Scaling the recruiting process is one of the most challenging tasks a high-growth company will undertake. Balancing an organization’s need for immediate help with its long-term best interests is an often thankless burden for recruiters, and for those who haven’t been through this process before, there are usually more questions than answers.
In our latest e-book — 40 Tips on Scaling the Recruiting Process — we asked seven CEOs, founders and talent execs to share tips and advice from the lessons they’ve learned by guiding their organizations through periods of rapid growth, and we’ve broken down some of their feedback into four foundational tips to get you started.
CONSIDER YOUR CURRENT STATE
Whether it’s a young startup building out its initial team or an established organization staffing up for a new product launch, fast-paced growth is something companies of all sizes go through. It’s a good problem to have, but how you address it has a lot to do with your current state. For small teams, scaling the recruiting process starts with attitude. “The early days are all about momentum,” says Justyn Howard, CEO of Sprout Social. “Someone who doesn’t have an additive energy is counterproductive.” People who will be comfortable working under tight deadlines with little direction are key to success at this stage.
Larger companies, on the other hand, have different needs. “The people you hire to run a small company can take you a long way, but they may not be the team that will take you to the next level,” says Greg Toroosian, Senior Recruiter at Hyperloop One. “Eventually you’ll need people who’ve been through it before.” Understanding your current state — and where you’re likely to be in the near future — will go a long way in helping you craft a high-growth recruiting strategy, so take the time to do your homework.
If you’re looking to grow fast, arguments and debates will only slow you down. You can avoid these unnecessary delays by gaining alignment from all stakeholders upfront, but this is easier said than done. “Everyone has their own idea of what the ideal candidate will look like,” says Toroosian, “so fully defining the needs and gaining alignment is crucial.”
Get everyone involved in the hiring process together and hammer out the details before a job description is ever posted. What does the ideal candidate look like? How much experience should they have? What skills are absolutely mandatory? How will we assess their fit? This sort of people management isn’t something that everyone can handle, so look for recruiters with the right mix of skills. “Hire relationship-driven and collaborative recruiters who will work with hiring managers and be seen as part of the team more than a recruiter,” says Peter Moore, VP of Talent Management at Dollar Shave Club.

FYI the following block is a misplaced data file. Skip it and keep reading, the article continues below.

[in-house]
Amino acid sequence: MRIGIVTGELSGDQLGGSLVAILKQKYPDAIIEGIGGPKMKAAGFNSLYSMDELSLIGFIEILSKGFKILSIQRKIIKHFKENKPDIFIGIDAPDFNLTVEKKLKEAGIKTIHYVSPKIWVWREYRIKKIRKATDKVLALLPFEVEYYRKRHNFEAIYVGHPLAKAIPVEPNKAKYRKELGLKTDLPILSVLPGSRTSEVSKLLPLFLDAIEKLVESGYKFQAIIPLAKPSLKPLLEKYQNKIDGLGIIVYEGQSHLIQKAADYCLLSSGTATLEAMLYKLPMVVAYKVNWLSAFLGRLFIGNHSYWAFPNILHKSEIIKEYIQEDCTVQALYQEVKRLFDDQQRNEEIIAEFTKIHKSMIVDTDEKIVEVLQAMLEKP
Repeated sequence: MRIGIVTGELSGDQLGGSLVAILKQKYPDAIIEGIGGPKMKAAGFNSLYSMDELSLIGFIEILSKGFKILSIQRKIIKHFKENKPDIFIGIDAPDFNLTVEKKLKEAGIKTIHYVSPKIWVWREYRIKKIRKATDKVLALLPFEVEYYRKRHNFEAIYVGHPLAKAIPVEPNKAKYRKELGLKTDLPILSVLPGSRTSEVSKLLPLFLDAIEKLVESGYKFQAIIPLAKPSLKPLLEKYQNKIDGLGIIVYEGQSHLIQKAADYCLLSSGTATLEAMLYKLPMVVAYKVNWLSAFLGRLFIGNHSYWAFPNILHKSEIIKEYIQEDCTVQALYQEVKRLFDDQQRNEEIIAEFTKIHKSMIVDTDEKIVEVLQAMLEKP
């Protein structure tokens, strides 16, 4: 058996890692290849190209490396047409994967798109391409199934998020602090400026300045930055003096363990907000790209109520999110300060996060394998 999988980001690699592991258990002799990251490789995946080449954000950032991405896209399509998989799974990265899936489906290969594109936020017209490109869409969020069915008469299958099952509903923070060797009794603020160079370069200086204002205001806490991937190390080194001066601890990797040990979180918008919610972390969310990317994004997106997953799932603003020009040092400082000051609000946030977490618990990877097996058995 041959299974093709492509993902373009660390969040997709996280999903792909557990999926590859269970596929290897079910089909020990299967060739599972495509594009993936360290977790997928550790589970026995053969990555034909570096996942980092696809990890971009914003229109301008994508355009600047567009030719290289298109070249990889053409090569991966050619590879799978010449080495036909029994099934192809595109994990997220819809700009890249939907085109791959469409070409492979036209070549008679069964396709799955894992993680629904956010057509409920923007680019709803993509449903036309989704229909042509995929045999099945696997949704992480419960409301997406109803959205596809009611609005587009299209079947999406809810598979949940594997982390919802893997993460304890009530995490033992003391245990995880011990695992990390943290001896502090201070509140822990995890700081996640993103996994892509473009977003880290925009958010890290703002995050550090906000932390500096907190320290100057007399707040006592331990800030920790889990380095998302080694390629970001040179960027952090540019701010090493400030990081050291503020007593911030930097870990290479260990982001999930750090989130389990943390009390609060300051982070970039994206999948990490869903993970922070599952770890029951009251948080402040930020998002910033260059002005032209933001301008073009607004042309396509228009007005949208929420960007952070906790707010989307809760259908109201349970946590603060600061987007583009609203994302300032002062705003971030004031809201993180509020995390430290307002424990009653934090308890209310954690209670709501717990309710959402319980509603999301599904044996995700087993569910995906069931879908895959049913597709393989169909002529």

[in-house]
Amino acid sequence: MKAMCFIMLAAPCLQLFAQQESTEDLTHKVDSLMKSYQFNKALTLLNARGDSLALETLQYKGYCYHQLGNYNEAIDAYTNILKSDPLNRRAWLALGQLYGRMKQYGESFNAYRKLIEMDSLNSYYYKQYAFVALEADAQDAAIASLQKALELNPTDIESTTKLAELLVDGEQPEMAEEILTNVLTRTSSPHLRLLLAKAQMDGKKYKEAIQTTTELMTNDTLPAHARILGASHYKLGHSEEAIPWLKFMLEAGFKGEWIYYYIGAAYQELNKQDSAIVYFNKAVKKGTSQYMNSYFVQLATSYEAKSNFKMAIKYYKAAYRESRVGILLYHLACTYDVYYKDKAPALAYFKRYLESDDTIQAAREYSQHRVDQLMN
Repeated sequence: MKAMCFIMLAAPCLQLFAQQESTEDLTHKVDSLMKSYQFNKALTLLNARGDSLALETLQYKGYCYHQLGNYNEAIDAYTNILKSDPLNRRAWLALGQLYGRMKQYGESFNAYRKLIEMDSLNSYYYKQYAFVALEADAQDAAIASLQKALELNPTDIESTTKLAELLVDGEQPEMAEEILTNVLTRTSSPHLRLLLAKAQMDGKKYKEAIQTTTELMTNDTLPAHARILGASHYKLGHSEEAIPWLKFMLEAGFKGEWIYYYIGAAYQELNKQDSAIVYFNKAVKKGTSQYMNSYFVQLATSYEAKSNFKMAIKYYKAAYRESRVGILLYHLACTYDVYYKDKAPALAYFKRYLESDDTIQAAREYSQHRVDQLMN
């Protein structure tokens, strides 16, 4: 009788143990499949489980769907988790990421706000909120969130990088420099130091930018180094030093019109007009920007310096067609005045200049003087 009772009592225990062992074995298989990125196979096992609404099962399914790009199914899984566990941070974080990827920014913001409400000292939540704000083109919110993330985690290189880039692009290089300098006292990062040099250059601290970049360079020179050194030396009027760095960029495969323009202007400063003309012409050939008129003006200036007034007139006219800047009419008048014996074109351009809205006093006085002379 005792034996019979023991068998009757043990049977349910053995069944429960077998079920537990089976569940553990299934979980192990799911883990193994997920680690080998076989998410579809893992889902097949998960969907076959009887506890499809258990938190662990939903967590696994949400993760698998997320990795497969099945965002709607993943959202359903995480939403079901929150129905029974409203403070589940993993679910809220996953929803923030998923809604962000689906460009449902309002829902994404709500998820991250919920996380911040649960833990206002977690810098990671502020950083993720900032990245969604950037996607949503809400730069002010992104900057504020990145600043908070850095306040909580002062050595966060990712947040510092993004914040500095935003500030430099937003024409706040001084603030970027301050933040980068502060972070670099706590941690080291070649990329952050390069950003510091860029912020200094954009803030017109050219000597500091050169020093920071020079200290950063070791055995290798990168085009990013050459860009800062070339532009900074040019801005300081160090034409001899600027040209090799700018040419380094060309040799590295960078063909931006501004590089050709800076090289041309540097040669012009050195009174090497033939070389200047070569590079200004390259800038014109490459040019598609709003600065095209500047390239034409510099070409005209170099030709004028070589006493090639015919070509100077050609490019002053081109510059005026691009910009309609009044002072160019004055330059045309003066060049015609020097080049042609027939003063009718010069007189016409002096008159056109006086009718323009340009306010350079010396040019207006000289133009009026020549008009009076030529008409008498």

MAKE THE NECESSARY INVESTMENTS
No matter how good you are, and no matter how hard you’re willing to work, scaling a recruitment operation isn’t something one person can do on their own. This may seem like common sense, but many organizations still place unrealistic expectations on recruiters during periods of rapid growth. “The biggest struggle I see at most companies as they start to grow is asking one person to handle all aspects of HR,” says Tanya Jones, Senior Manager of Recruiting at HomeAdvisor. “There just isn’t enough time in the day.” No hiring initiative will succeed without the right personnel in place, so creating a fully capable recruiting team must be a top priority.
And don’t forget about your technical requirements, either. Growing organizations will likely need a host of HR-tech tools, and though the initial investment can be intimidating, the right solutions will pay big dividends over time. “We invested in our ATS early and never regretted doing so,” says Amanda Lannert, CEO of Jellyvision. “You wouldn’t ask your sales team to work with spreadsheets. Why should it be any different with recruiting?” Your internal needs will grow with every hiring req, so make sure you’re investing in the people and tools needed to accomplish your goals.
DON’T LOSE YOURSELF
Rapid growth is exciting, but it also places a tremendous amount of stress on your existing team. New managers or reports. New departments. New responsibilities. Drastic change can negatively impact employee morale and engagement, even when well executed, increasing the odds of your top performers heading for the exit. “Remember that the best employees will always have other opportunities,” says Daniel Chait, CEO of Greenhouse. “In fact, if your employees don’t have other offers you probably have a problem.” Be transparent about what’s going on to stay ahead of any potential issues, and explain how these changes will benefit the company and all of its employees. This will go a long way in quelling any unease your team may be feeling.
This is also the time to double down on your culture and values. “Don’t reinvent yourself arbitrarily,” says Moore. “Commit to the values of the organization and stick to them.” Make sure your team understands that even though things look different on the surface, the organization is still dedicated to the values and ideals that initially attracted them.
There’s no one-size-fits-all blueprint for scaling a recruiting operation. It’s a challenging, labor-intensive process that presents every company with a unique set of obstacles and opportunities. Our latest e-book — 40 Tips on Scaling the Recruiting Process — offers tips and insight from seven pros who’ve been down this path, so download your copy today to discover what they had to say and how their experience can help you overcome some common high-growth recruiting challenges.